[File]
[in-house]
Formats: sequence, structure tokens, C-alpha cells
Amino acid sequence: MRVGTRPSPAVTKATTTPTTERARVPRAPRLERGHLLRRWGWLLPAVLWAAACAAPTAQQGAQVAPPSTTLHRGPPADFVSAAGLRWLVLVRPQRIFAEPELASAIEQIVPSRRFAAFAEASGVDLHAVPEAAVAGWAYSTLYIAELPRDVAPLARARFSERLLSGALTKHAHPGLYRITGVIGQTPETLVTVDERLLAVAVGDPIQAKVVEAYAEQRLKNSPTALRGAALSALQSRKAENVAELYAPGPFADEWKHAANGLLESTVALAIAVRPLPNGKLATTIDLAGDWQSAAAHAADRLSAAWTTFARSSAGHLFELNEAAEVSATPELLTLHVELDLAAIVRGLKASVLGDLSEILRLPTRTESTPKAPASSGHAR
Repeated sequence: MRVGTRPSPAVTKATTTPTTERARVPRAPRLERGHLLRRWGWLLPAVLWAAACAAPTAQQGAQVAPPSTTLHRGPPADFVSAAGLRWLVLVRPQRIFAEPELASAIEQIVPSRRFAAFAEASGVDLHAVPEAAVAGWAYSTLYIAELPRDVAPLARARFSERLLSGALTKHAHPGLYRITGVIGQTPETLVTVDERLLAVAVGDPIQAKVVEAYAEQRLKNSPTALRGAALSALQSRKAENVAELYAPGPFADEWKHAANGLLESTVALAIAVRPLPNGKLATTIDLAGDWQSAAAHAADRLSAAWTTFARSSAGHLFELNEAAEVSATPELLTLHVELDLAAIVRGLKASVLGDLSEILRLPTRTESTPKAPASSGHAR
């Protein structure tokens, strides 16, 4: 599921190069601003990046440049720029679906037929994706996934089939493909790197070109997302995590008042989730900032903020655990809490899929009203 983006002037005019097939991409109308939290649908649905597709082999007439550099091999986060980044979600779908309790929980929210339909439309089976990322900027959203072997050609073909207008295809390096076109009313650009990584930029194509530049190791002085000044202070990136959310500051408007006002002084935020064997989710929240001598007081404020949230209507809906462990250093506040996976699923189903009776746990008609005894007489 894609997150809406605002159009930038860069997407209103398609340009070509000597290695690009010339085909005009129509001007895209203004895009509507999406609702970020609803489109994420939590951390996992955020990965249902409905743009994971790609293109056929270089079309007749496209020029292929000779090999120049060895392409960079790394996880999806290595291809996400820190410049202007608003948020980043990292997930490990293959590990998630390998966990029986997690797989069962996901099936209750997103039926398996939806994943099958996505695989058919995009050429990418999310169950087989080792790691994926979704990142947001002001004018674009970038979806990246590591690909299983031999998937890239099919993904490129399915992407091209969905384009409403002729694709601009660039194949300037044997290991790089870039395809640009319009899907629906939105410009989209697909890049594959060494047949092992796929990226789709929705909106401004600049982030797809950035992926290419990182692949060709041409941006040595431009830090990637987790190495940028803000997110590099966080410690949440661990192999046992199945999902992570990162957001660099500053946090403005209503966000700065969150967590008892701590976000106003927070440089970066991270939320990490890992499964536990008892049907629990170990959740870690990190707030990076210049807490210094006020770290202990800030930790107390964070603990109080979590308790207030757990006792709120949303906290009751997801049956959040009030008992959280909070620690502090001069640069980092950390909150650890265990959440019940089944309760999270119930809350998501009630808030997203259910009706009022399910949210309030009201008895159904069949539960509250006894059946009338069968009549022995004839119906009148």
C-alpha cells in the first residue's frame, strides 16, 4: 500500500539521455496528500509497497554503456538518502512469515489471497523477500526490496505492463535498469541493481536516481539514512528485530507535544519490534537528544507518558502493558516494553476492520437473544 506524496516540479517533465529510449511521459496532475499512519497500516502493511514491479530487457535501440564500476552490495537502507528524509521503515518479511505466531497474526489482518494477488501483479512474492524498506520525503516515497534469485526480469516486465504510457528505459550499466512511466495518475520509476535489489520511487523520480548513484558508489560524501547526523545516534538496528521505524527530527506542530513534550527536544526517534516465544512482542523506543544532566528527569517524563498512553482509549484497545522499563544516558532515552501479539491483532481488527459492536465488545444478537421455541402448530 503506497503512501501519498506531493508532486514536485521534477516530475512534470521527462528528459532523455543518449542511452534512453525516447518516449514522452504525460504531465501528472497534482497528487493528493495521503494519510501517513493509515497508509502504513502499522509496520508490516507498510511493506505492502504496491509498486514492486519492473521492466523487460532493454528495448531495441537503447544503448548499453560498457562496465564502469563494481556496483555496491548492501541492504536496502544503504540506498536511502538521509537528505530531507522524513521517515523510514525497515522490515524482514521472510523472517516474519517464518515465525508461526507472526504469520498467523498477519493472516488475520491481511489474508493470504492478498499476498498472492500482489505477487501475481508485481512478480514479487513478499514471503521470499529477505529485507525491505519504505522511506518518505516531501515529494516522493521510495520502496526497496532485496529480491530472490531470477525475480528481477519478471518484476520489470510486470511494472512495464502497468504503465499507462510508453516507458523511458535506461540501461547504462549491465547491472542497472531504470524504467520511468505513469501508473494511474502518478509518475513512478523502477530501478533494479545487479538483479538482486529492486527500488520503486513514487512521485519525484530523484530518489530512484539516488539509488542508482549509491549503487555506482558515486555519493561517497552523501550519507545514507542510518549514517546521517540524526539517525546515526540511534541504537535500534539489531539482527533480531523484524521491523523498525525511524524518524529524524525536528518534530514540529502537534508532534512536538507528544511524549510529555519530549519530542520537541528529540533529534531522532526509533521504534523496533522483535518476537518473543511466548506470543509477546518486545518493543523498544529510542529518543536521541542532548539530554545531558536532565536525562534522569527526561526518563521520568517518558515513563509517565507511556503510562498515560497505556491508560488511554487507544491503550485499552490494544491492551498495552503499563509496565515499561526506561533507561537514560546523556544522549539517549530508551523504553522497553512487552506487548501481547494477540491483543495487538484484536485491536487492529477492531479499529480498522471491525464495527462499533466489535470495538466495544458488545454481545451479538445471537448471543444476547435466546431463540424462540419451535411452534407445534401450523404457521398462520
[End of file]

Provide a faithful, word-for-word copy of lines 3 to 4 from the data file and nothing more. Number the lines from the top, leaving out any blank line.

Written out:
Amino acid sequence: MRVGTRPSPAVTKATTTPTTERARVPRAPRLERGHLLRRWGWLLPAVLWAAACAAPTAQQGAQVAPPSTTLHRGPPADFVSAAGLRWLVLVRPQRIFAEPELASAIEQIVPSRRFAAFAEASGVDLHAVPEAAVAGWAYSTLYIAELPRDVAPLARARFSERLLSGALTKHAHPGLYRITGVIGQTPETLVTVDERLLAVAVGDPIQAKVVEAYAEQRLKNSPTALRGAALSALQSRKAENVAELYAPGPFADEWKHAANGLLESTVALAIAVRPLPNGKLATTIDLAGDWQSAAAHAADRLSAAWTTFARSSAGHLFELNEAAEVSATPELLTLHVELDLAAIVRGLKASVLGDLSEILRLPTRTESTPKAPASSGHAR
Repeated sequence: MRVGTRPSPAVTKATTTPTTERARVPRAPRLERGHLLRRWGWLLPAVLWAAACAAPTAQQGAQVAPPSTTLHRGPPADFVSAAGLRWLVLVRPQRIFAEPELASAIEQIVPSRRFAAFAEASGVDLHAVPEAAVAGWAYSTLYIAELPRDVAPLARARFSERLLSGALTKHAHPGLYRITGVIGQTPETLVTVDERLLAVAVGDPIQAKVVEAYAEQRLKNSPTALRGAALSALQSRKAENVAELYAPGPFADEWKHAANGLLESTVALAIAVRPLPNGKLATTIDLAGDWQSAAAHAADRLSAAWTTFARSSAGHLFELNEAAEVSATPELLTLHVELDLAAIVRGLKASVLGDLSEILRLPTRTESTPKAPASSGHAR